Christ the clown. Jesus the jester.
Do these artistic images make you smile or scowl?
Using a clown as Christ’s graphic image invites negative reactions. Some listeners find repugnant this identity of Jesus with a clown. They associate it with clowning around. Christians have every right to be insulted if, by calling Christ a clown, what’s suggested is a goofy circus entertainer.
When artists throughout the centuries depicted Christ, the clown, they either delighted non-Christians or disturbed believers. The clown depicting Christ in memorable paintings isn’t a zany imp who jumps out of barrels or dresses in loud colors.
See Christ, the clown, in a Shakespearean sense. Irrepressible Falstaff, a bawdy robber, led village rustics. He quaffed liquor and used strong language, laced with sexual innuendos.
When these Shakespearean clowns appear on stage, the audience needs to be alert. A surface reading shows the Bard inserting comic relief in scripts. But Falstaff and his jovial band of simpletons aren’t as naive as they appear. These clowns say what’s true. They verbally joust with pretentious power-brokers who use falsity to candy-coat what’s true.
Similarly, Jesus depicted as a jester points to gallant days when knights rescued ladies-in-waiting. A court clown played the role of a fool. His tomfoolery tickled funny bones of anxious dwellers trapped inside castle walls.
A jester’s job was to tell the truth. However, it wasn’t straight-as-an-arrow talk. A jester used circumlocution. He talked around the truth, using outlandish comparisons, illustrated with side-splitting pratfalls.
“The Fool is innocent, spontaneous and joyful, even Christ-like,” observed English painter Cecil Collins. “As a result, he may be ridiculed by conventional society, although he has the sight which they have lost.”
God didn’t clown around when rolling away a boulder from Christ’s empty tomb. We are mystified by how the Earth tilts on its axis; yet we walk upright. Scientists explain this marvel. But Christ’s empty tomb defies understanding. It’s inexplicable.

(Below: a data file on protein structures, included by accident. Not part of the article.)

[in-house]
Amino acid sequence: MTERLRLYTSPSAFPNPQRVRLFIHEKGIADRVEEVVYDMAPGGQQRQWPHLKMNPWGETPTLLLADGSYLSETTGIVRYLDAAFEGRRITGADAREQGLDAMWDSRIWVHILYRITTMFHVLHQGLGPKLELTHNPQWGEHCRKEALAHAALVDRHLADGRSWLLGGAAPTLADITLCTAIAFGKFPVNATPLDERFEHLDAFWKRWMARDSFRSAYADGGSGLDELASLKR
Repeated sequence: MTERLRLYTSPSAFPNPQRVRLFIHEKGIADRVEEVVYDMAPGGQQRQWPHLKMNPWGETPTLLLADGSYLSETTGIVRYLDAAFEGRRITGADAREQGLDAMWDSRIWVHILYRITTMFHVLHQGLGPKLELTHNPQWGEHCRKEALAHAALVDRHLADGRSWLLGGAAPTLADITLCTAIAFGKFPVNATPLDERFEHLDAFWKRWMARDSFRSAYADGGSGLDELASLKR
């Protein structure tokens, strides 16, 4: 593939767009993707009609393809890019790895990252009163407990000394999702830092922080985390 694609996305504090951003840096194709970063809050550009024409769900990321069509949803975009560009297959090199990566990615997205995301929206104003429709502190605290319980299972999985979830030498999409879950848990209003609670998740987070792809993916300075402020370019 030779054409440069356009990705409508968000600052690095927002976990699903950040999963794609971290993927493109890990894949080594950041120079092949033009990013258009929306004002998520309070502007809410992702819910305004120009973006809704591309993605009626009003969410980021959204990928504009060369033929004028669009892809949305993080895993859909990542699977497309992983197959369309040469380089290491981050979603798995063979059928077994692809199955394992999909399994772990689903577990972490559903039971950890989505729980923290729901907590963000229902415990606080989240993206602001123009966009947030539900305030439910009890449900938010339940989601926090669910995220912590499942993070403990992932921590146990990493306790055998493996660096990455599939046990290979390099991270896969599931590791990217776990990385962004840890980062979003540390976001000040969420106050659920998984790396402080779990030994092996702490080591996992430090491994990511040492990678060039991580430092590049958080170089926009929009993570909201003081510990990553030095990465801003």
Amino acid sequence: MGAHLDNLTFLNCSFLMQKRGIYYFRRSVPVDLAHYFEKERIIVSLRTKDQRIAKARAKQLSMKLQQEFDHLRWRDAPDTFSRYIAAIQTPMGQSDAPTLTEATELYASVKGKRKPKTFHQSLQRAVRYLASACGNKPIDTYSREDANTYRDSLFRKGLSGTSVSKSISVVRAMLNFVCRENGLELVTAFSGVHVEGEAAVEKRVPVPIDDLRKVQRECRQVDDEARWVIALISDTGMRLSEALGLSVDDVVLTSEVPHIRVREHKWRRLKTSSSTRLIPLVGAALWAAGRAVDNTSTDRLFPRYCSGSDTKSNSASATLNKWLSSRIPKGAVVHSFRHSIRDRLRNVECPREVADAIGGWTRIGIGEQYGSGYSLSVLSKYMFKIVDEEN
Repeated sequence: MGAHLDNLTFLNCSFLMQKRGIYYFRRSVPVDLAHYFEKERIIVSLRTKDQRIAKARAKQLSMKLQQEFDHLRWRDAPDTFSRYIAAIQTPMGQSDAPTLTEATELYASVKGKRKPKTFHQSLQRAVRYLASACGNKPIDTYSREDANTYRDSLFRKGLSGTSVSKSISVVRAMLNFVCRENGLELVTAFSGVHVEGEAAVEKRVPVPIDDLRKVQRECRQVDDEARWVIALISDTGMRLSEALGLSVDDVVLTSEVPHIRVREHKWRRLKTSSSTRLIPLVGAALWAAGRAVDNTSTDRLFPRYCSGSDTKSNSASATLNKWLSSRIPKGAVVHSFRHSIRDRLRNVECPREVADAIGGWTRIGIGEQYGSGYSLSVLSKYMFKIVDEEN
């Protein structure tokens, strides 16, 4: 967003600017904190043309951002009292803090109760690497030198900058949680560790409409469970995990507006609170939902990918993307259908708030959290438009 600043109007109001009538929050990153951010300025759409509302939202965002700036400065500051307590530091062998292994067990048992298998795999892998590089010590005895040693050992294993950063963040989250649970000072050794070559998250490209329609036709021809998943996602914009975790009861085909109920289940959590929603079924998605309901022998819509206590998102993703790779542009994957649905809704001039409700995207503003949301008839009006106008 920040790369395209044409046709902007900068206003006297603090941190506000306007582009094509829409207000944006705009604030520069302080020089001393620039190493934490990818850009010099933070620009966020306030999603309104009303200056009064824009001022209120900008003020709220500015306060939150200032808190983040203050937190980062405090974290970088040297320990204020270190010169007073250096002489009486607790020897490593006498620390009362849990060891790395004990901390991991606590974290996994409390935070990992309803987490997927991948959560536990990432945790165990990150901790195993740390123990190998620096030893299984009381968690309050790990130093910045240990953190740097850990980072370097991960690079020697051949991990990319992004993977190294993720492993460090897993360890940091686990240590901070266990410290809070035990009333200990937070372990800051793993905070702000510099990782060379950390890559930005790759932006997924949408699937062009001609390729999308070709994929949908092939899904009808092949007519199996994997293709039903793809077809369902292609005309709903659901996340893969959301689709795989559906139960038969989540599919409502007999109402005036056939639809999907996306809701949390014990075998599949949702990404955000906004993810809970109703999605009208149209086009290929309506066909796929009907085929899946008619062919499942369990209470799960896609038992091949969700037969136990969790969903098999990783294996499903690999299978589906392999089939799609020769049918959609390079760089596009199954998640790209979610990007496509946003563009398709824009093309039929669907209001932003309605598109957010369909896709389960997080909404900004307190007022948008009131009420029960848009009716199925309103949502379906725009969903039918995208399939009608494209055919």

Acting the part of a cosmic jester, God turned the world inside-out, which we endure upside-down. Good guys don’t always win. Nature unleashes floods as well as flaming sunrises. Water assuages thirst but also drowns innocent folk.
Here’s the real killer: Each of us is born to die.
Turning Life Inside-Out
God, by raising Christ from the dead, turned life inside-out. Hard to believe, isn’t it? When it happened, some curious about Christianity ditched it. They concluded that fools believed in God’s death-defying act, which harnessed chaos. The Apostle Paul refers to those who debunk Christ’s resurrection as nutty. “God’s foolishness is wiser than humankind’s, and His weakness stronger than ours” (I Corinthians 1:25).
How is God’s foolishness wiser and stronger? The late Manhattan preacher R. Maurice Boyd, in his “Joy in the Morning” Easter sermon, describes how we appropriate God’s grand reversal, turning life inside-out in an upside-down world. “ ... Our troubles, distressing though they might be, are part of the gift of life which most of us, most of the time, believe to be good. We send birthday cards to our friends because we believe that the day they were born was a very good day indeed; and we are pleased when they send one to us,” declares Boyd.
“We may lament the human condition,” he admits, “but we continue to bring children into the world, with all its risks and hazards, because life is something to cherish, and we want to give it to those whom we shall love more than we love ourselves.”
When life feels empty, we fill voids with resilient acts and hopeful attitudes. A confident Easter faith helps us roll away negative boulders that bury us.
Compare Falstaff, the clown, to Christ, the jester. One is entombed in an upside-down world; the other dies and is resurrected from the grave.
Wit serves as Falstaff’s god. His jocular personality hones a sharp sardonic edge. Serious reflection lies beneath banter, however. Falstaff sounds like today’s comedians whose lives are racked by cruelty. Making people laugh covers their tears. Falstaff’s skeptical wit saves him from throwing in the towel. He laughs at doom in order to cope, but he can’t make it disappear.
We misinterpret Falstaff, claims literary critic Harold Bloom, when we debase him as “a cowardly braggart, a sly instigator to vice, a fawner for the Prince’s (Prince Hal) favor, besotted old scoundrel and much more of that sort of desecration of Shakespeare’s actual text.”
Bloom laments Falstaff’s demise. He’s frustrated because Shakespeare scratched him from the script. Falstaff dies. Finis. Humor can’t save him. His banter, however, helps us deal with our own absurdities. His verbal detours, carved from coarse jokes and daffy antics, help us reach our destinations.
Alas, Falstaff doesn’t have the last laugh over death. But God does — Easter declares. Rising from the dead is the ultimate jest God produces and Christ, the clown, performs.
The Rev. Dr. Jack R. Van Ens is a Presbyterian minister who heads the nonprofit, tax exempt Creative Growth Ministries (www.the livinghistory.com), which enhances Christian worship through dynamic storytelling and dramatic presentations aimed to make God’s history come alive.